Reducing the application of agrichemicals and preventing the conversion of existing land to agriculture is highly desirable as both have negative impacts on biodiversity. While reduction in waste and encouraging sustainable agricultural practices will also play a part, the development of nutritious, high-yielding crops that are resilient to stress and disease is critical.

In many countries, including the UK, scientists have started to use gene editing to accelerate the development of nutritious crops, as well as those that require fewer agrichemicals. Gene editing tools allow scientists to make changes as small as deleting a single letter of DNA in a specific gene, adapted from systems that exist in nature.

Gene edited crops have the same types of genetic changes as those developed using long-established conventional breeding technologies but are different to first-generation genetically modification technologies because they typically do not contain any new DNA.

The Patron lab at EI has proven that we can predictably engineer useful traits into a plant by making a very small change, perhaps one or two letters of DNA among the billions in the plant’s genome.

In the UK, 16,900 tonnes of pesticide are used on farms each year.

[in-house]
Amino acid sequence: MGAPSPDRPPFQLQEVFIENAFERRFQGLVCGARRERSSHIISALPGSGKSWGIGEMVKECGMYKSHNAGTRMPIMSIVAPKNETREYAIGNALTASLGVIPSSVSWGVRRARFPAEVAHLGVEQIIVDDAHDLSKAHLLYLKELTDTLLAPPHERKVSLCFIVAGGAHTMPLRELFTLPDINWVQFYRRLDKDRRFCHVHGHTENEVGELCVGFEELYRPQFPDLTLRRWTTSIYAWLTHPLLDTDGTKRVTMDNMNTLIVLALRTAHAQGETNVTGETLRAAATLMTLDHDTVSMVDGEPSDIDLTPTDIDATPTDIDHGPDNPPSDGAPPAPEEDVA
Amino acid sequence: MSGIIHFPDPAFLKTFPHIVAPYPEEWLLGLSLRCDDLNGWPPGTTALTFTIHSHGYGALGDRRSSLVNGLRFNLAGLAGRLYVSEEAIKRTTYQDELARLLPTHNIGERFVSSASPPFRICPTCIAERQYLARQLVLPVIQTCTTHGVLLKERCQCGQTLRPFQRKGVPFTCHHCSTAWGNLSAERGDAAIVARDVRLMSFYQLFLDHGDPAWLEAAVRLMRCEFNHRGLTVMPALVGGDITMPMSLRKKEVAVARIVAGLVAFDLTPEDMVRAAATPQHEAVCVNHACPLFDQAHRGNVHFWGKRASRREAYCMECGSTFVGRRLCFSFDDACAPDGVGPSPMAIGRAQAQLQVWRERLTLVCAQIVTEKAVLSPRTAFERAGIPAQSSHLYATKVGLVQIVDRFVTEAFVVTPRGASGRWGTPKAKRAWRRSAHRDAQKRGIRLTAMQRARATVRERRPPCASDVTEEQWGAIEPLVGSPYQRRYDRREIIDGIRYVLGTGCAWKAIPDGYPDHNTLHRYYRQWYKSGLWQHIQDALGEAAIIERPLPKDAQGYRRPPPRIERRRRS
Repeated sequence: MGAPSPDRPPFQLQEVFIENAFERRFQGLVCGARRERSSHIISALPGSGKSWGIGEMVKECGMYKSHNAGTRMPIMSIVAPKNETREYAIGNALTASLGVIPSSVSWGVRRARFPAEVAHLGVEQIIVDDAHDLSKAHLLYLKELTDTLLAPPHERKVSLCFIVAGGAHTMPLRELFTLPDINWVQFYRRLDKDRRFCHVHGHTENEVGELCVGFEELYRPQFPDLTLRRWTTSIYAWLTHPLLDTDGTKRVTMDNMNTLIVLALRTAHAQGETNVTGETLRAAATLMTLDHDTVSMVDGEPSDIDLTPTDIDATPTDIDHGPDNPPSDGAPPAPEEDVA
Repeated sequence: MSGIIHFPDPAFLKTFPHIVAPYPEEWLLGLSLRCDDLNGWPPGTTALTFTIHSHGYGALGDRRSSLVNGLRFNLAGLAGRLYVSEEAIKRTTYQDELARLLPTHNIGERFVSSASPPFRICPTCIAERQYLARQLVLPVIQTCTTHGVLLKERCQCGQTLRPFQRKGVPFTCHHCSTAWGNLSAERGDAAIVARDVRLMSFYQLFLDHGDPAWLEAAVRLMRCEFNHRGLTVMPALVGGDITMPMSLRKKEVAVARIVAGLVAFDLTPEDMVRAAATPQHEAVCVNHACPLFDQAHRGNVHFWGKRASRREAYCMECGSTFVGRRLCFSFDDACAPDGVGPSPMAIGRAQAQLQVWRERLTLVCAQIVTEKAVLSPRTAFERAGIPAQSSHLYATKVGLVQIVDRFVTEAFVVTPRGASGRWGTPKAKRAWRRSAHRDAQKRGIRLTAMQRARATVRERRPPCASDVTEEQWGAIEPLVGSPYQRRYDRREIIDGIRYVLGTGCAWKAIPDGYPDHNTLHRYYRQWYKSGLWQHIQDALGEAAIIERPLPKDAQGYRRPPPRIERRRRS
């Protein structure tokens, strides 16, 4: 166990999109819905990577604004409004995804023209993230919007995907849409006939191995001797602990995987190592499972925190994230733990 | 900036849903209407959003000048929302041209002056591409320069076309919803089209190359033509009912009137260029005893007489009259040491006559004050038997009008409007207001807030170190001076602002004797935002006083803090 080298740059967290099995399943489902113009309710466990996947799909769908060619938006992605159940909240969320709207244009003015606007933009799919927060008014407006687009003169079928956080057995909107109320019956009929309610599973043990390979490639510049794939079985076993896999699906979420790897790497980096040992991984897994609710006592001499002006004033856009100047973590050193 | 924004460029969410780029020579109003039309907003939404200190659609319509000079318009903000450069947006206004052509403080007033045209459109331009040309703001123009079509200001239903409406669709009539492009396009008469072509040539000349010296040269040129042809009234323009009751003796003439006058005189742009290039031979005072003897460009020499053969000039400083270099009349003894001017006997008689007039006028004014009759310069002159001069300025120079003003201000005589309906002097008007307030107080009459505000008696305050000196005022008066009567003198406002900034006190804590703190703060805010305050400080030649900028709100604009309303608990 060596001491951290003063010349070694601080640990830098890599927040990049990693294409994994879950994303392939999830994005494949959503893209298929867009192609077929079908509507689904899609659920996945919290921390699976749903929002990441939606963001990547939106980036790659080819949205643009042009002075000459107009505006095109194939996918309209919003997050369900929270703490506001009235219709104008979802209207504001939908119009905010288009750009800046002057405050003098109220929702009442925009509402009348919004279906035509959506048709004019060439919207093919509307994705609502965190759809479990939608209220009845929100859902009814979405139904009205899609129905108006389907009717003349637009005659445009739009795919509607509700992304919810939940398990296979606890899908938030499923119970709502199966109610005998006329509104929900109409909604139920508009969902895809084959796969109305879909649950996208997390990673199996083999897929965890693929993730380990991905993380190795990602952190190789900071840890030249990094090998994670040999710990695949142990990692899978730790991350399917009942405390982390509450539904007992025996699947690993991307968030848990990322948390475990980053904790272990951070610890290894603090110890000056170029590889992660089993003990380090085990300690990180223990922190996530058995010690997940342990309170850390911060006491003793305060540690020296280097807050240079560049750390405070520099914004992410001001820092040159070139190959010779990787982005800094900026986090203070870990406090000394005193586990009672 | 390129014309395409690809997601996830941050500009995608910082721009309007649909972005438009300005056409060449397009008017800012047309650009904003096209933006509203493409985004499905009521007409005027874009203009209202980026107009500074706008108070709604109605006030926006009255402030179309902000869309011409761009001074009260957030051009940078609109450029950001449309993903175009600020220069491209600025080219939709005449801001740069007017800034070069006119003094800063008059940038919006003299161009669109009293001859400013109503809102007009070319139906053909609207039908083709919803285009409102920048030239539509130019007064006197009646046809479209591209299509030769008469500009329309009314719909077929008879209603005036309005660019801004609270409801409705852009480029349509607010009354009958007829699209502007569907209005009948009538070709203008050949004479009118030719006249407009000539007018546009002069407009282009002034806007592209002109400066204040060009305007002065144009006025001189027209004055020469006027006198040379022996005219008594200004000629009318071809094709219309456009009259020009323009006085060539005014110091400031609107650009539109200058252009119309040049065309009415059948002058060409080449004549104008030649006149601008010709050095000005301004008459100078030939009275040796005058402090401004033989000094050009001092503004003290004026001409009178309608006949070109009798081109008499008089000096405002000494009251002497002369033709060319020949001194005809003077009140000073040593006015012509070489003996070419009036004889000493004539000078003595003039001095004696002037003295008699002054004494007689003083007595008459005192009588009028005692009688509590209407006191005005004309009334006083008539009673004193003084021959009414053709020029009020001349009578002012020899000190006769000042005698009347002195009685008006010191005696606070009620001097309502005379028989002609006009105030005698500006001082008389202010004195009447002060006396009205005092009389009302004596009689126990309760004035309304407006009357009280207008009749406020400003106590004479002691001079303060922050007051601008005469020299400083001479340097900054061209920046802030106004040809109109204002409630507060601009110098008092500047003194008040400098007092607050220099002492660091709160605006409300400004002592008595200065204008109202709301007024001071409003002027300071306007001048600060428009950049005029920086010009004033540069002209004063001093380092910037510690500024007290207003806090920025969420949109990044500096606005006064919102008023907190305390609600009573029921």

Image: A tractor spraying pesticides over a field of crops at sunset.

In your view, why was the ECJ ruling wrong on genome-editing?

The ruling by the ECJ that all organisms obtained by genome-editing techniques should be subject to the same regulations as genetically-modified organisms (GMOs) was disappointing. Previously, the Advocate General made a clear distinction between mutagenesis (small changes to an organism's DNA) and transgenics (introducing DNA from another species).

Other technologies, including chemicals and radiation, have been used for many decades to introduce mutations, yet these plants are exempted from the genetic modification regulations.

Many crop varieties on the market are the product of mutation technologies. Genome-editing can be used to make exactly the same changes as these older, unregulated mutagenesis technologies but with less time and cost.

Countries around the world - including the US, Canada, Brazil and Australia - have all agreed that the products of the targeted mutagenesis enabled by genome editing tools do not require the regulatory process of GM, and are now using these technologies to develop products.

How would the current ECJ ruling affect your work?

While the ruling makes little difference to the use of this biotechnology in research - for example, to investigate the functions of genes - it means that the work of UK scientists, including the work that I am doing now, is far less likely to have an impact on UK agriculture.